The respondent-county has failed to show that its “road maintenance fee” or its “telecommunications fee” benefits the fee-payers in any manner different from members of the general public. Therefore, the “fees” are actually taxes, which the county was not permitted to impose absent authorization by the General Assembly.
We reverse the determination by the lower court that the ordinances do not violate the law. The ordinances are invalid.
Appellants challenge two Greenville County ordinances. In order to keep up with increased costs of road maintenance, Ordinance 4906 increased the road maintenance fee imposed on the owner of every vehicle registered in Greenville County from $15 to $25 a year. Ordinance 4907 requires the owner of every parcel of real property in Greenville County to pay $14.95 a year for ten years to the Greenville County Tax Collector in order to fund the modernization of the county’s public safety telecommunications infrastructure.
Counties may levy ad valorem property taxes and uniform service charges. Except for value-based property taxes, a county “may not impose a new tax unless specifically authorized by the General Assembly.” S.C. Code Ann. § 6-1-310.
S.C. Code Ann. § 6-1-300(6) defines “service or user fee,” including a uniform service charge, as “a charge required to be paid in return for a particular government service or program made available to the payer that benefits the payer in some manner different from the members of the general public not paying the fee.”
The fact that funds raised under Ordinance 4906 are allocated to road maintenance says nothing of any benefit peculiar to the payer of the fee. Every driver on any road in Greenville County, regardless of what county or state their vehicles are registered in, benefits from the fact that the funds are allocated for road maintenance. While Greenville County residents, who use the roads every day, may derive more benefit from having the roads maintained in good condition, it is still the same benefit every driver gets, no matter where their car is registered.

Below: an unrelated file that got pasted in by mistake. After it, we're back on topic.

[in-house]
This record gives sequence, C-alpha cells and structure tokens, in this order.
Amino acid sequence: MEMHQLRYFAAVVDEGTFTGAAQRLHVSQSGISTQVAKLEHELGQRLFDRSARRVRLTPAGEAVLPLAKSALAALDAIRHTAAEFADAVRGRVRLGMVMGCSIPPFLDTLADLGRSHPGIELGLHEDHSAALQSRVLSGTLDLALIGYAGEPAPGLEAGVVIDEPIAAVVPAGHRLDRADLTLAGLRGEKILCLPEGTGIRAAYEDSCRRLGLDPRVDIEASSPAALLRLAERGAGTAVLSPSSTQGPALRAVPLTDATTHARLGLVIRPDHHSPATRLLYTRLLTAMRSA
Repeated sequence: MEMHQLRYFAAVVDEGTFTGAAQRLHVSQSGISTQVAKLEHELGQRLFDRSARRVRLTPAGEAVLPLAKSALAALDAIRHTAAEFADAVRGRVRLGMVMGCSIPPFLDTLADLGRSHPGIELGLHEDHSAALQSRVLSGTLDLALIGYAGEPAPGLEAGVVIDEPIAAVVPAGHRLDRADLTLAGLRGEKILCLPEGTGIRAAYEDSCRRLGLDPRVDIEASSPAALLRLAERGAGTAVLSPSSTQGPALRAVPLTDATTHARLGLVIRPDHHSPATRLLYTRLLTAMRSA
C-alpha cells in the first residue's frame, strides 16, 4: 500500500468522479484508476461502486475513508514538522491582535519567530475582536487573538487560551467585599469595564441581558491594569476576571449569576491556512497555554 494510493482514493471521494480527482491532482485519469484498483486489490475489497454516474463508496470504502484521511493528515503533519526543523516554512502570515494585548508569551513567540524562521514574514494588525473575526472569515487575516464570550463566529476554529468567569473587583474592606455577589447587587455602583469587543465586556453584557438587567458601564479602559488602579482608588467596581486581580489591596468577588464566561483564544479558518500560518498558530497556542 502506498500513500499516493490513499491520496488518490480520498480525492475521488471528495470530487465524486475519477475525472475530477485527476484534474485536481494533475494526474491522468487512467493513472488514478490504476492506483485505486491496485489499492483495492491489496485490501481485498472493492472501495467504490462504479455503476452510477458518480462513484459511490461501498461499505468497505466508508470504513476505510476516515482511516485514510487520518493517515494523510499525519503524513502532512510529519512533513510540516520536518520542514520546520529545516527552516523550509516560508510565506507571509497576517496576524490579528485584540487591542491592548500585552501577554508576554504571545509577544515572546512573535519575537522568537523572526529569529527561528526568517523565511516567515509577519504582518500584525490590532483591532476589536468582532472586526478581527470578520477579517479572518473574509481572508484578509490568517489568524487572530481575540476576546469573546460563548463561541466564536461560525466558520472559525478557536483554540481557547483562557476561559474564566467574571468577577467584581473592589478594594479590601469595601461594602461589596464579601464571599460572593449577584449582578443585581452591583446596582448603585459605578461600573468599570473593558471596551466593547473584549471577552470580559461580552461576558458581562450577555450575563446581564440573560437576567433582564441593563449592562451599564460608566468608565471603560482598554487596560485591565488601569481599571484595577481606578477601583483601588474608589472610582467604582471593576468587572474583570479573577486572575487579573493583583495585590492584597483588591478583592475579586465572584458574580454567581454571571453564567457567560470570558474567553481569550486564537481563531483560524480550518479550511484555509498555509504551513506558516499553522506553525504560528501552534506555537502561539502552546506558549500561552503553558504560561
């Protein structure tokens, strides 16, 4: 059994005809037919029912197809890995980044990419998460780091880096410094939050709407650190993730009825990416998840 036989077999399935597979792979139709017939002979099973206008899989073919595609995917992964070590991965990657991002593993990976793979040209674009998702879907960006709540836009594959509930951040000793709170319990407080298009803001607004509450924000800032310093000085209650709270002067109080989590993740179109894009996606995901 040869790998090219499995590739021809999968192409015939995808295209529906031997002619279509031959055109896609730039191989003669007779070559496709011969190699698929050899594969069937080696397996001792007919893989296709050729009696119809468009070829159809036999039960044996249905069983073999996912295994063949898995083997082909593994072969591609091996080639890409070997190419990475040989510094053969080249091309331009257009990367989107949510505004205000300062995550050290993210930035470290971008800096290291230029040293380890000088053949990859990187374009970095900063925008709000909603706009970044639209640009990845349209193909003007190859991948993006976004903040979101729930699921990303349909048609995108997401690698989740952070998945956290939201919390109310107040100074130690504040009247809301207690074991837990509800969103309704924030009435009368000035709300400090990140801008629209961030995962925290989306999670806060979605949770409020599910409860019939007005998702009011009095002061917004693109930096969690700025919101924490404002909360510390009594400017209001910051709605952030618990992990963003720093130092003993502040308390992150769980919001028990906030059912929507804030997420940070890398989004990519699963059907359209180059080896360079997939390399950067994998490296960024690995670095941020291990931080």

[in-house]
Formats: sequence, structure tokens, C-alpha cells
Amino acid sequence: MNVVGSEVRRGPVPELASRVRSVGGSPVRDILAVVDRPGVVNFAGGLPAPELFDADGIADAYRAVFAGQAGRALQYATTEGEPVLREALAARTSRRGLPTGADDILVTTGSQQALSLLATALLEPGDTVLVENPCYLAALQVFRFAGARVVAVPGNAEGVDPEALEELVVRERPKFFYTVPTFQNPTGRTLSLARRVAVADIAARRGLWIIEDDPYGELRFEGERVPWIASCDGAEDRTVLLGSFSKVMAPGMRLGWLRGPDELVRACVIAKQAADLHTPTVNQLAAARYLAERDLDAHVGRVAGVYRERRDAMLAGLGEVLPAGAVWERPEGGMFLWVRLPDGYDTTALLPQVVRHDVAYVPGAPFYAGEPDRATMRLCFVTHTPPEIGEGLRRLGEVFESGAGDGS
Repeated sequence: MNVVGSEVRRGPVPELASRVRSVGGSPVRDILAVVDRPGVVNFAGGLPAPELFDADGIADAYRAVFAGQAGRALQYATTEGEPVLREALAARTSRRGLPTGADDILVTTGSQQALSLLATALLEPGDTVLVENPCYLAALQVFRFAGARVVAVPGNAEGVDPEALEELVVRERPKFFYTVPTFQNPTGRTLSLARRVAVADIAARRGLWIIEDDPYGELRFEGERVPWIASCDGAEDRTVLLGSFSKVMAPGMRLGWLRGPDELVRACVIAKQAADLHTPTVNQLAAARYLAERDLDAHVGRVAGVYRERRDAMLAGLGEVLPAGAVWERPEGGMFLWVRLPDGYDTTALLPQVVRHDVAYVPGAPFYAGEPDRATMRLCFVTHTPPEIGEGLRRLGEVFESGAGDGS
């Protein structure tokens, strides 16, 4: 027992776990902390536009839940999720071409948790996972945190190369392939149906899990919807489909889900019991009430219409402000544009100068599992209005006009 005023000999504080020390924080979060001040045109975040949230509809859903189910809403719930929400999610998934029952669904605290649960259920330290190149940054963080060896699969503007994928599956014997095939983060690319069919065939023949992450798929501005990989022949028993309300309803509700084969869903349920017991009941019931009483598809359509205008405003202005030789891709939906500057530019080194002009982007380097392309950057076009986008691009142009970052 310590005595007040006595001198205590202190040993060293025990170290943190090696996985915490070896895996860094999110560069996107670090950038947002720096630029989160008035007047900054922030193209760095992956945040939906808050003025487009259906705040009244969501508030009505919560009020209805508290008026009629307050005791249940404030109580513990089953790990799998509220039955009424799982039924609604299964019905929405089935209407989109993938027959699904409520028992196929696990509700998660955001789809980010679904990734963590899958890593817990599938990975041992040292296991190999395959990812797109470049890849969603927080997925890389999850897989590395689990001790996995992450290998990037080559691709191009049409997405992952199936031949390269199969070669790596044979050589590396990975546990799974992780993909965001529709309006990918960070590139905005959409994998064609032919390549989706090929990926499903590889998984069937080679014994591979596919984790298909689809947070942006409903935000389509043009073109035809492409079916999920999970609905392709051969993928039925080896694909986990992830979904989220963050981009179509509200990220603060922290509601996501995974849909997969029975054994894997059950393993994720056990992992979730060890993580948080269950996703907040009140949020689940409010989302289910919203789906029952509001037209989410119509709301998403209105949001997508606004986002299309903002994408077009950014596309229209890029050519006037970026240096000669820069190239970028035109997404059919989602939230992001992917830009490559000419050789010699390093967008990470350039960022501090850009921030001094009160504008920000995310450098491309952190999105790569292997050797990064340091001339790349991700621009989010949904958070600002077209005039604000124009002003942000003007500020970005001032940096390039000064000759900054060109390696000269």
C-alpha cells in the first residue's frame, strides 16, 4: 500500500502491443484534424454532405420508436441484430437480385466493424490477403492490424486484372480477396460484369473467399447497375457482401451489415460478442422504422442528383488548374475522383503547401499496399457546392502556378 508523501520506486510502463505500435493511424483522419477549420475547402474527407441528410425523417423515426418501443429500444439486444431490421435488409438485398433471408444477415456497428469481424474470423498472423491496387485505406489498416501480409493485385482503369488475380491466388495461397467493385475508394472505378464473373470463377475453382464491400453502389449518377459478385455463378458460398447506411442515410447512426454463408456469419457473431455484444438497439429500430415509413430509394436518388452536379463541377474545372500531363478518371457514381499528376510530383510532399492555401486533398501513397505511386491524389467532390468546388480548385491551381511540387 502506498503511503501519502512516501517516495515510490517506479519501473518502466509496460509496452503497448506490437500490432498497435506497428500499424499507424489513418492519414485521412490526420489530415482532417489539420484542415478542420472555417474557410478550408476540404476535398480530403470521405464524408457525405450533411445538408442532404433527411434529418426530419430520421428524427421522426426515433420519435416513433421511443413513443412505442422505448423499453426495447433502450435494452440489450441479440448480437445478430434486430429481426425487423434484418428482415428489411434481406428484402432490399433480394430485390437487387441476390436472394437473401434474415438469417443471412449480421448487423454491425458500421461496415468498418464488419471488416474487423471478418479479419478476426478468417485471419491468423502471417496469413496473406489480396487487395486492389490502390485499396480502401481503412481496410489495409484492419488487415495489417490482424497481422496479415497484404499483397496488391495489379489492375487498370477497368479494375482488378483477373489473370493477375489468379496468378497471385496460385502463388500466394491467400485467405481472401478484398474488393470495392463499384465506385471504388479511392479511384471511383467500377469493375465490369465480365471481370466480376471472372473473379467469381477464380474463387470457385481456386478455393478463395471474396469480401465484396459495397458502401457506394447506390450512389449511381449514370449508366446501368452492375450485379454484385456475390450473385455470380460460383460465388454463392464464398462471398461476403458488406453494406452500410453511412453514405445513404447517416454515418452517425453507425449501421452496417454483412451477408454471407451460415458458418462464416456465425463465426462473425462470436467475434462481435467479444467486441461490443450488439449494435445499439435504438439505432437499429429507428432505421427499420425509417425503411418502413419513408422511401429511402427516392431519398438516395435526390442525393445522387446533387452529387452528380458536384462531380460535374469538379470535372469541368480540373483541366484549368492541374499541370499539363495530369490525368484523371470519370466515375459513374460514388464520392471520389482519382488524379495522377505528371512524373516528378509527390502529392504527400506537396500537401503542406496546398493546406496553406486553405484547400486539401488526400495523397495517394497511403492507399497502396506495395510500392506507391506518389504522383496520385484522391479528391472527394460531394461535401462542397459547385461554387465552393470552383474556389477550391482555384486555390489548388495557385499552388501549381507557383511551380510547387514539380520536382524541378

In Ordinance 4907, the county council described the aged equipment previously used in multiple public safety telecommunication networks, and it stated the new single network would improve the delivery of emergency and public safety communications in multiple ways. But the ordinance says nothing of whether property owners would see any benefits from the new network.
Even if property owners will see benefits, this court has no idea whether the impact is significant enough to affect property value. Simply declaring a fee will enhance property value does not make the property owner paying the fee the beneficiary of some unique benefit, as required by § 6-1-300(6).
Greenville County Ordinances 4906 and 4907 purport to impose a “uniform service charge” on those who are required to pay it. We find the charges are taxes. State law prohibits local government from imposing taxes unless they are value-based property taxes or are specifically authorized by the General Assembly. Neither is true for these two ordinances. Therefore, the ordinances are invalid.
(Kittredge, J.): I write separately to offer two points: (1) Although Brown v. Cty. of Horry, 308 S.C. 180, 182, 417 S.E.2d 565 (1992), may inform the analysis, § 6-1-300(6) is controlling for determining what constitutes a “service or user fee”; and (2) I am hopeful that today’s decision will deter the politically expedient penchant for imposing taxes disguised as “service or user fees.”
Burns v. Greenville County Council (Lawyers Weekly No. 010-038-21, 7 pp.) (John Few, J.) (John Kittredge, J., joined by Donald Beatty, C.J., concurring) Appealed from the Circuit Court in Greenville County (Charles Simmons, J.) Robert Childs and Falkner Wilkes for appellants; Sarah Spruill and Boyd Benjamin Nicholson for respondents. S.C. S. Ct.